Dear Friend,

With all its perks regarding connection and community, social media sometimes falls into a vicious cycle of hot takes and Internet shaming.

Controversies great or small, real or imagined, simmer and boil over online. A single tweet or comment can suddenly draw down a storm of righteous online indignation and social-media vigilantism. The flaws and failings of others are tried in the court of public opinion.

This week’s Torah portion discusses the responsibility of the kohen to declare a person either afflicted or cured of tzaraat, a biblical malady that brought ritual impurity and seclusion.

Why, asked the Rebbe, was only a kohen qualified to declare that a person is afflicted by tzaraat?

One of the kohen’s duties is to bless the Jewish people, to bring peace to others. Only someone whose very essence is love can determine that someone else is lacking.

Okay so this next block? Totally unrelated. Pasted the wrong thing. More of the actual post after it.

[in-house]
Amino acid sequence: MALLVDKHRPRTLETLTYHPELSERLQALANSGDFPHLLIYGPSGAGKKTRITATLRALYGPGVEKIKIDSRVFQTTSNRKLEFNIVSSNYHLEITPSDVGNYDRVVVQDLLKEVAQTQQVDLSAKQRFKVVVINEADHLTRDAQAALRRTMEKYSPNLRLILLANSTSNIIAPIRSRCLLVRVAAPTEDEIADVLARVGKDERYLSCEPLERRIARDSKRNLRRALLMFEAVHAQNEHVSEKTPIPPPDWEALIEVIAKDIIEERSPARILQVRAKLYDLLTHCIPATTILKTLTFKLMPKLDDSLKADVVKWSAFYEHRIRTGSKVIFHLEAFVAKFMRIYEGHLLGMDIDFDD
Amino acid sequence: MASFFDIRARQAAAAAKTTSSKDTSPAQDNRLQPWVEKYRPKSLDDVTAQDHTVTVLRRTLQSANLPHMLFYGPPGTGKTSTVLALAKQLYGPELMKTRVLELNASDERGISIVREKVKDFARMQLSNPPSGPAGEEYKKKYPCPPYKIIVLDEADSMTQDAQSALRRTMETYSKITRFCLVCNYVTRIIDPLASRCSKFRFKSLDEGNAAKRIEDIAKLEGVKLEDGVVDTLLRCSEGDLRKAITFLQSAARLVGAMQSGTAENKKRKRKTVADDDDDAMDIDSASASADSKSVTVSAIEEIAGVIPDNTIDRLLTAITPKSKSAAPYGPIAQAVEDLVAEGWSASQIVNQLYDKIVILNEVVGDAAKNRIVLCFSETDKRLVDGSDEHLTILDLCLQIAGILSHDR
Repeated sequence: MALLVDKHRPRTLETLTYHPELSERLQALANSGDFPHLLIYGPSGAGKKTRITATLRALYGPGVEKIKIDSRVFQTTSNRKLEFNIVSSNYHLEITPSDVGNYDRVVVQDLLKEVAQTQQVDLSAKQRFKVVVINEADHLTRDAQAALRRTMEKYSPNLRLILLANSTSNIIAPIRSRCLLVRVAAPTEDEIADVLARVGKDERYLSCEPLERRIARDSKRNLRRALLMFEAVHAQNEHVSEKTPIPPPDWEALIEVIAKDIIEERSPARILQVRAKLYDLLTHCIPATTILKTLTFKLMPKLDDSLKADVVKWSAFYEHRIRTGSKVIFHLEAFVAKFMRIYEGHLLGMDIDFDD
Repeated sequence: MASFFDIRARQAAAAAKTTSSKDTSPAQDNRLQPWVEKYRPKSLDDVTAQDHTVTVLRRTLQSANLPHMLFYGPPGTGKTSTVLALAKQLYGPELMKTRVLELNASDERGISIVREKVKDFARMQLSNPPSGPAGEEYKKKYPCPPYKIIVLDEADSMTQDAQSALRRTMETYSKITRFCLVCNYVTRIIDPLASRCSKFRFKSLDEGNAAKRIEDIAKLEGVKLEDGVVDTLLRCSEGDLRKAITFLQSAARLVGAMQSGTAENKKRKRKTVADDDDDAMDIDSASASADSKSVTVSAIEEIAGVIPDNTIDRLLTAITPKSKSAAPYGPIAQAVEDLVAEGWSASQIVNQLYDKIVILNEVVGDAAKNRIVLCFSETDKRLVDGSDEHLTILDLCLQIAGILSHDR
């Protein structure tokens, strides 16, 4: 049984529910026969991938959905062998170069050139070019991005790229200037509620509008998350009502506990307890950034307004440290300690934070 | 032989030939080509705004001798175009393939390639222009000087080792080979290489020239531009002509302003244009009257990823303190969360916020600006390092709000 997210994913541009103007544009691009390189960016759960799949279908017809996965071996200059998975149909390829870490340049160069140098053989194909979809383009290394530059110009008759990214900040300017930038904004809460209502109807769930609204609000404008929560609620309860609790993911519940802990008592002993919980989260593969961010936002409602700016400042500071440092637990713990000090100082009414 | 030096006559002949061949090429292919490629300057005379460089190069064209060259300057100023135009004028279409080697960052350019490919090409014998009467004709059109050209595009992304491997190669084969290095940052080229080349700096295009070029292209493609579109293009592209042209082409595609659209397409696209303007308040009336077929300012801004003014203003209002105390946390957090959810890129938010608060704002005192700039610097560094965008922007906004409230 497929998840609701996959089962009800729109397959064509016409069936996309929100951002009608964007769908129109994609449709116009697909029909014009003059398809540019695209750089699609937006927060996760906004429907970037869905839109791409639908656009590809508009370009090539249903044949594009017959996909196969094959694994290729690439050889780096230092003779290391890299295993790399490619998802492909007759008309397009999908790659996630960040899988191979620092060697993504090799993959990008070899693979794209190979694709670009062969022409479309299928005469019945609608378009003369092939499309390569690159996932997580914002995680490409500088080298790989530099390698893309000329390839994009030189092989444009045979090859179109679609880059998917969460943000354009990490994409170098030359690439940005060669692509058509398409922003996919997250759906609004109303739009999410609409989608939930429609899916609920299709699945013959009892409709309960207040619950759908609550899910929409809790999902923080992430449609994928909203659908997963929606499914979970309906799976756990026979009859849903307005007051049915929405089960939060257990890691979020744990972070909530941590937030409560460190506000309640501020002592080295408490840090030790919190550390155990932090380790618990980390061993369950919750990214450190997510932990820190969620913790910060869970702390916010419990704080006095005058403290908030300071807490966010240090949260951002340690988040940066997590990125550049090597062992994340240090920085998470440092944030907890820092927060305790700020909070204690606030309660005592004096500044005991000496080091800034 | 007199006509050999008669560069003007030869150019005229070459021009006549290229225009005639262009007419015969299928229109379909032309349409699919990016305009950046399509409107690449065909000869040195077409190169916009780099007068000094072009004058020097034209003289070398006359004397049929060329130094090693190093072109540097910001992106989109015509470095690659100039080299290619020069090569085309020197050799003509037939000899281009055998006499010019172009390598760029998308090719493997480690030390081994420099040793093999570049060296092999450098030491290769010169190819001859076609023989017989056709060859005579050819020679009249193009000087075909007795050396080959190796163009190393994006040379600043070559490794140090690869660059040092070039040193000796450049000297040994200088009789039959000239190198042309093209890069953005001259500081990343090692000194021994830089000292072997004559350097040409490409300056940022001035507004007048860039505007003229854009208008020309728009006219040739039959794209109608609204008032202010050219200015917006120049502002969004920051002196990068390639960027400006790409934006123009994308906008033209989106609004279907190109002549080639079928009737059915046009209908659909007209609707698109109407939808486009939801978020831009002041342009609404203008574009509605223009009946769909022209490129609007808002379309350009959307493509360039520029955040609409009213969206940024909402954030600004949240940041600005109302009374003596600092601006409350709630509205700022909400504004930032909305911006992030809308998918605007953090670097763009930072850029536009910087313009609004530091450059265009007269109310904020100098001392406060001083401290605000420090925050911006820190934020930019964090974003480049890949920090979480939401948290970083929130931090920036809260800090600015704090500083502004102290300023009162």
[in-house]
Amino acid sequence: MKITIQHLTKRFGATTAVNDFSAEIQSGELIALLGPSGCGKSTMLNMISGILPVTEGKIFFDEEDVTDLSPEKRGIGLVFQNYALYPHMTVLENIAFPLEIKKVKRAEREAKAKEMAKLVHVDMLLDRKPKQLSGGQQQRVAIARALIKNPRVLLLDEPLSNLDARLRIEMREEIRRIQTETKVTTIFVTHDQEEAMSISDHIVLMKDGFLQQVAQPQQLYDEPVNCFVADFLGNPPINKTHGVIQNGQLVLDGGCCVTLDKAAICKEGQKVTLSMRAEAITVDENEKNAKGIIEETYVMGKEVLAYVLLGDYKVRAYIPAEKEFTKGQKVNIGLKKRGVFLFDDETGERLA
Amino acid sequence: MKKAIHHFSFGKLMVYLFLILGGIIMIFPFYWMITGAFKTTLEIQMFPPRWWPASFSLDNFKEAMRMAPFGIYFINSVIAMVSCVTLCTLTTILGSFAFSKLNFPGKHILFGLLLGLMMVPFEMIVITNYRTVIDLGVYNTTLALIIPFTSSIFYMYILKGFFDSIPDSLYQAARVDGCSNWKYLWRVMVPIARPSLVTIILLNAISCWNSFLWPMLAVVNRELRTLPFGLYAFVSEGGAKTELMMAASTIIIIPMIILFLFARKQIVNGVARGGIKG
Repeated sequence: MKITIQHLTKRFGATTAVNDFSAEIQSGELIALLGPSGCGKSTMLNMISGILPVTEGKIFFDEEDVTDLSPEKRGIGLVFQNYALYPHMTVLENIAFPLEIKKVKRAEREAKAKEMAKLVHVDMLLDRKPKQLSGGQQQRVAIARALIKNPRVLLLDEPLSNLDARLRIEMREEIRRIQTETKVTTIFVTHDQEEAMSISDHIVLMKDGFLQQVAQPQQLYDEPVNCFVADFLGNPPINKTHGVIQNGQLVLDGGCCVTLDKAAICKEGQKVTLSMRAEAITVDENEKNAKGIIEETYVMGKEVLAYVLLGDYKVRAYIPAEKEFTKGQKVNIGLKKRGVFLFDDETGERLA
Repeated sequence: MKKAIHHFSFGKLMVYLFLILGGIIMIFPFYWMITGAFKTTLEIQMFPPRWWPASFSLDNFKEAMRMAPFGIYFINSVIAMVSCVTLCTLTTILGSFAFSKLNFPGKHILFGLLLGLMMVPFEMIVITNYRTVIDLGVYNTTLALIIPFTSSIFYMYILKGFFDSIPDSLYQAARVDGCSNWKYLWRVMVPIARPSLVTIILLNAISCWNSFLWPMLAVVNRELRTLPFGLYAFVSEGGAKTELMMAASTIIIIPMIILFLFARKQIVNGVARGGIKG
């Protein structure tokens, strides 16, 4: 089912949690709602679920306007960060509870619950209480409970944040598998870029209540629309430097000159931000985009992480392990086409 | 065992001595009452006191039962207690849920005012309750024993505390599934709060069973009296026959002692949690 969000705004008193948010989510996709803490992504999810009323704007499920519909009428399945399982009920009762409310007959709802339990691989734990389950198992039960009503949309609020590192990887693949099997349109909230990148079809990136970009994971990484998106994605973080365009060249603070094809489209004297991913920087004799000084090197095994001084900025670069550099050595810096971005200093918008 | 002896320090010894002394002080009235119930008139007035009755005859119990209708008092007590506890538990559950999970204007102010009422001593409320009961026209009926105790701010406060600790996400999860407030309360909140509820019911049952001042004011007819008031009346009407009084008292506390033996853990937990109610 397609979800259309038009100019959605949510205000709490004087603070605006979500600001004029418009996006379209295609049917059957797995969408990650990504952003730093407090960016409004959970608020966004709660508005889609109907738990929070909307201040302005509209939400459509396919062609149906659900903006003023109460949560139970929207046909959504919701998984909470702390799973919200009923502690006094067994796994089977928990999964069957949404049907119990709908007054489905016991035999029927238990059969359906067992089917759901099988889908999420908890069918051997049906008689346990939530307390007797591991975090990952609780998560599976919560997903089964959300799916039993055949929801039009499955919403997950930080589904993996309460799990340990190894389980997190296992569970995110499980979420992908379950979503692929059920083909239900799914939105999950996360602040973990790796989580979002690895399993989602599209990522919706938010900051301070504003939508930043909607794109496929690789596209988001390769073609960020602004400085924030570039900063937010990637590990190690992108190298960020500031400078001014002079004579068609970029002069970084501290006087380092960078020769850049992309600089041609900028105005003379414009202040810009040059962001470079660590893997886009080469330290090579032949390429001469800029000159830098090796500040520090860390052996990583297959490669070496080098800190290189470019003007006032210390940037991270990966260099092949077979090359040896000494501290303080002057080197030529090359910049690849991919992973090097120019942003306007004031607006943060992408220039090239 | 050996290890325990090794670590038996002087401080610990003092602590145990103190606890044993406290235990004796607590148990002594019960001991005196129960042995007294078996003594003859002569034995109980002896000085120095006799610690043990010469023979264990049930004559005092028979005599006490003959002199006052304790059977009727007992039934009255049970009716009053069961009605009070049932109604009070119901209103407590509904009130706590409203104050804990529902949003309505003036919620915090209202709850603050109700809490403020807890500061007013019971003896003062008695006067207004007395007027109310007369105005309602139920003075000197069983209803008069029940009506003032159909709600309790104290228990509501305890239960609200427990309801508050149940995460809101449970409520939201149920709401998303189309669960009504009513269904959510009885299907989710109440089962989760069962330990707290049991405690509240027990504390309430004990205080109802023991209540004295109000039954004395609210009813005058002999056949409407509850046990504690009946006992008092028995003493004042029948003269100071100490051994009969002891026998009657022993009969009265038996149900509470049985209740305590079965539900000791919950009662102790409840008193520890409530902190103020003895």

When we rush to push a person away—even if we feel that we are eminently qualified to judge them—we must stop and look at the source of this conviction. Are we coming from a place of pure love like the kohen?

What’s more, the kohen did not just declare impurity of tzaraat but also brought about its cure. If we see someone that is “on the outside,” it is our job to labor with love to make sure they find their way in.

Mordechai Lightstone,
on behalf of the Editorial Team